Butterflies are Free


Swallowtail butterflies were among the 24 species observed around Staten Island during the annual butterfly count.

This year’s annual butterfly count was held on Sunday, July 17. Teams of naturalists — organized by Cliff Hagen, president of the Protectors of Pine Oak Woods — spread out across Staten Island to assess the status of the borough’s butterfly population.

According to Hagen, “It is important to continue to monitor the health and wellness of these gentle winged creatures because they are a simple indication as to the health and wellness of our communities. As we move from Snug Harbor, to Northern Seaview, Great Kills Park, Blue Heron Park, Mount Loretto, Conference House Park and lastly Clay Pit Ponds State Park Preserve, we traveled through nearly every neighborhood on the Island. We were able to see the impact of economic growth and development.”

A tally of the day’s observations revealed that a total of 598 individual butterflies belonging to two dozen species had been seen. This was a bit lower than years past. Part of the reason for the low count may be that this year’s event was postponed from an earlier date due to inclement weather.

“Butterflies are so weather-dependent. Too cool, too wet, too windy and the count is spoiled. These past two years we have had to reschedule the count due to unseasonably cool, wet weather,” Hagen said. “And because the flight stage of their short life-cycle is so brief, a week can make a substantial difference in species diversity and census data of our local butterflies.”



SI SHARP Showcase is a Hit Again This Year!

via Michael J. Fressola/SILive.com

HARP artists Brighid Connors and Anna Souvorov strike a pose in the Newhouse Center for Contemporary Art. (Courtesy Snug Harbor Cultural Center & Botanical Garden)

Relaunched for a little over a year now, the SHARP (Snug Harbor Artist Residency Program) series keeps topping itself.

This on-the-grounds working fellowship plants young artists on the grounds of Snug Harbor Cultural Center & Botanical Garden for six weeks, and then shows the public what they’ve grown during their stay.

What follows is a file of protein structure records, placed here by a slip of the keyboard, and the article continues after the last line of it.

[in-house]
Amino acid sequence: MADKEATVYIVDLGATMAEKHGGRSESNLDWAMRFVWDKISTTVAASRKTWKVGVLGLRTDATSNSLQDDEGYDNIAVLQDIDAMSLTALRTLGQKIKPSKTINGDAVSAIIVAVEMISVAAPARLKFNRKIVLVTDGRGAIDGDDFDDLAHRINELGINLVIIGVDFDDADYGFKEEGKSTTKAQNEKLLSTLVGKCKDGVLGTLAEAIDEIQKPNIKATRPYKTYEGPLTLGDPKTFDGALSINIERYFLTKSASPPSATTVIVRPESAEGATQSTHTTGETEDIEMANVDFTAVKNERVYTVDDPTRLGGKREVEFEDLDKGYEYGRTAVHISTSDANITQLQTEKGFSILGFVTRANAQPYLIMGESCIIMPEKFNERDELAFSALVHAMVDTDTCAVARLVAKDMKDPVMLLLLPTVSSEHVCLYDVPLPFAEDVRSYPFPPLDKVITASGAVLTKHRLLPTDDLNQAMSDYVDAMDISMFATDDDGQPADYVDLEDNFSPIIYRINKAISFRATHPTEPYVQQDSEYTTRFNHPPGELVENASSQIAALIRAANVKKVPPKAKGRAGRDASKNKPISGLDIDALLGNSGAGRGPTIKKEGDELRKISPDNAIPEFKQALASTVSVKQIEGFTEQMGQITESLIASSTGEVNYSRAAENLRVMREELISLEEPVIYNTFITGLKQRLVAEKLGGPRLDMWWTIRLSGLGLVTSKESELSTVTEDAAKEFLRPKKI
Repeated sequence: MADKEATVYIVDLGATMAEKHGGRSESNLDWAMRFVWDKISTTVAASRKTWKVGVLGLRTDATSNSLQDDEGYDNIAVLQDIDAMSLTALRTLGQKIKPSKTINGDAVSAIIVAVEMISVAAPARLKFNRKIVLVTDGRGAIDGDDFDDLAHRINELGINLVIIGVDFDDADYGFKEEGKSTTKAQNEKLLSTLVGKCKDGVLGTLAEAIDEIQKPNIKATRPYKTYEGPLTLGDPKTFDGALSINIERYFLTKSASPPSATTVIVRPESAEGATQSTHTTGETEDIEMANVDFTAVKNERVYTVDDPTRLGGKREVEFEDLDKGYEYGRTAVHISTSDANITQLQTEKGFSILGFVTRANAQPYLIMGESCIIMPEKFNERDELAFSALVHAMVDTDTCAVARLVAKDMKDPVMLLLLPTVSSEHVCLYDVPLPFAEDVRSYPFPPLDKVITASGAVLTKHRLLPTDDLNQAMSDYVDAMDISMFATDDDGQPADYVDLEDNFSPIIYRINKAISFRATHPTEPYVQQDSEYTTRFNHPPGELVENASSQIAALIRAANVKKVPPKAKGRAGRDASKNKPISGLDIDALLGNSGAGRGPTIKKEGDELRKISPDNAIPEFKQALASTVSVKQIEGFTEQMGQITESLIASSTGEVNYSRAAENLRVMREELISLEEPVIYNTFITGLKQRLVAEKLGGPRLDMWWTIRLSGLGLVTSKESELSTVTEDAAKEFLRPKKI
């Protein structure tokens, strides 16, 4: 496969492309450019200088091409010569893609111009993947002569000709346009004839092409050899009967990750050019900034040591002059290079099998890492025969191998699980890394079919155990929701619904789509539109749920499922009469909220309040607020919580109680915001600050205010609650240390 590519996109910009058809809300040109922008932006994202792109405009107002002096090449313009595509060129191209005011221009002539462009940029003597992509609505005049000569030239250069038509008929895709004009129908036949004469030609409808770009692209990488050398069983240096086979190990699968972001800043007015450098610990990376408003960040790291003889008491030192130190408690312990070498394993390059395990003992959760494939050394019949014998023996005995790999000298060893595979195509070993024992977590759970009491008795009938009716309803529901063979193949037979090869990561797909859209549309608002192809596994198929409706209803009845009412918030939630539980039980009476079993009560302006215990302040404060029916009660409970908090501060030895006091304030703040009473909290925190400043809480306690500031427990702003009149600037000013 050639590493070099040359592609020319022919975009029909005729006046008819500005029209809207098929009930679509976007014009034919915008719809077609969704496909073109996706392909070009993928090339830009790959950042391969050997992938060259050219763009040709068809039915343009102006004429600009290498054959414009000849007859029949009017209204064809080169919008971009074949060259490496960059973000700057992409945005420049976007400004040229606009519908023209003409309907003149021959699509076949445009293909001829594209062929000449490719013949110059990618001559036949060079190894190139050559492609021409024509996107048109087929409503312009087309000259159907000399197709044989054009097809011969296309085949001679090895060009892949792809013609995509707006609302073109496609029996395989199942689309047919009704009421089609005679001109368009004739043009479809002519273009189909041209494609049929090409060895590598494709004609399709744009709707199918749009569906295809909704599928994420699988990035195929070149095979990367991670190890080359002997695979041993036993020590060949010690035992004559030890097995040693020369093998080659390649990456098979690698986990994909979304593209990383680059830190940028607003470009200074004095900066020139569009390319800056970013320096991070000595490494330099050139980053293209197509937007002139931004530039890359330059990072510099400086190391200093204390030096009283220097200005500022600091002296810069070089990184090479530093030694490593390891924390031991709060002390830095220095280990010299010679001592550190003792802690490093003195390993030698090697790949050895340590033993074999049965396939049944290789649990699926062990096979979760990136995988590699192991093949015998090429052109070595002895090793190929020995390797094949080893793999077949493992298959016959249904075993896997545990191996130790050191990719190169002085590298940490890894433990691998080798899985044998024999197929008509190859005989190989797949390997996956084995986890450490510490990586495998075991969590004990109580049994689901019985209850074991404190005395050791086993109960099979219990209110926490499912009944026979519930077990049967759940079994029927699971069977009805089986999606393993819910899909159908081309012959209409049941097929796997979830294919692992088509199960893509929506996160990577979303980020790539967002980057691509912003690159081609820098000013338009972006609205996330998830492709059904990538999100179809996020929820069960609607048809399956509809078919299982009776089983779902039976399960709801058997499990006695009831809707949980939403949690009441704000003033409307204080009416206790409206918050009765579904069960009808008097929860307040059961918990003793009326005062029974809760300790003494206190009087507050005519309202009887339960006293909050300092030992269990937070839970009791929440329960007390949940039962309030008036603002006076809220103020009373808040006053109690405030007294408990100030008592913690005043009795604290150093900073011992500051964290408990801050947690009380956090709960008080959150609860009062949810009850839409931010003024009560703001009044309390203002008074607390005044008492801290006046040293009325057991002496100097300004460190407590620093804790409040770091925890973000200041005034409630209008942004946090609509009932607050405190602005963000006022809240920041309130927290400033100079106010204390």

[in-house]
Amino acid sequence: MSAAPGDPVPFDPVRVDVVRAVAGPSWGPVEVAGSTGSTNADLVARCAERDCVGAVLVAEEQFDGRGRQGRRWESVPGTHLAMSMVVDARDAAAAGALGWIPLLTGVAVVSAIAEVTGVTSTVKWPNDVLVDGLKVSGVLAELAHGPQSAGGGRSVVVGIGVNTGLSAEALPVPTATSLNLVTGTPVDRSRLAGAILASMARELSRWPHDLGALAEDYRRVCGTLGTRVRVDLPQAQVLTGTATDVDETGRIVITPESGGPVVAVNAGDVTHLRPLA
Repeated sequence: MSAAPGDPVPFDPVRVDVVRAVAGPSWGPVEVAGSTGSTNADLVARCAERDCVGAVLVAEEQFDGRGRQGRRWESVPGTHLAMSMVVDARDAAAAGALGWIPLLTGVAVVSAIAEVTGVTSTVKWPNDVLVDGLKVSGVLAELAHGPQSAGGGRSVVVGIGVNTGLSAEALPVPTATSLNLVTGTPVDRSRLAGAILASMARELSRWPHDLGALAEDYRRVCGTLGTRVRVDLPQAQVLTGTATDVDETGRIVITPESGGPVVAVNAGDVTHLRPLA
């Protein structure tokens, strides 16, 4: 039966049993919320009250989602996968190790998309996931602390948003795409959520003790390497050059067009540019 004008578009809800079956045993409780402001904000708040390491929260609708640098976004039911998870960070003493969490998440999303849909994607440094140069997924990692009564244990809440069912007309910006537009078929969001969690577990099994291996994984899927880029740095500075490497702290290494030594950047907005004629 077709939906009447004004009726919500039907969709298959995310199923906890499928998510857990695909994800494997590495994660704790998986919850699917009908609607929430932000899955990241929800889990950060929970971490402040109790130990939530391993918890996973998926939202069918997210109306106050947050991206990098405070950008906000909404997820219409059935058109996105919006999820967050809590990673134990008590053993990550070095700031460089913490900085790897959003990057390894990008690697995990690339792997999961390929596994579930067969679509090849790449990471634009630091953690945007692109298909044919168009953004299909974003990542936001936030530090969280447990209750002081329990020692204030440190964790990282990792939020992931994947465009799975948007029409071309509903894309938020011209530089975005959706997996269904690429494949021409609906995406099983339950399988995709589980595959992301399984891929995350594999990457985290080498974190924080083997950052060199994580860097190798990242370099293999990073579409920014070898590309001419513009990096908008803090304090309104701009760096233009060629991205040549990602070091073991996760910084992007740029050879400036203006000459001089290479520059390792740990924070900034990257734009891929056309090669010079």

What’s with all the horticultural imagery? Both of the current SHARP awardees are interested in living/growing things. It’s a smart choice for the Harbor, which has a two-acre working farm, a restored wetland, botanical garden and acres and acres of trees and lawn.

The place is alive.

But for painter Anna Souvorov, a recent Cooper Union and School of Visual Arts graduate, the Harbor really shines after sunset, by moonlight. Her representational approach is naturalistic but stylized and there’s a whiff of Rousseau in the graphic curves of her fronds and foliage.

A narrative, partly drawn from literature and partly from the life and time of local naturalist William T. Davis (1862-1945) underlies some of these elegant oil-on-linen paintings. The artist actually hired an actor to strike poses in the gardens after dark.

In a day-lit tribute, she reproduces a signature Davis moment from a famous photograph in which he is trying to net a butterfly. He was notoriously fond of them and cicadas (and was the source of the Staten Island museum’s huge cicada and insect collections.

In the painter’s revised version, a self-possessed rabbit is sitting quietly nearby, ignoring the proceedings.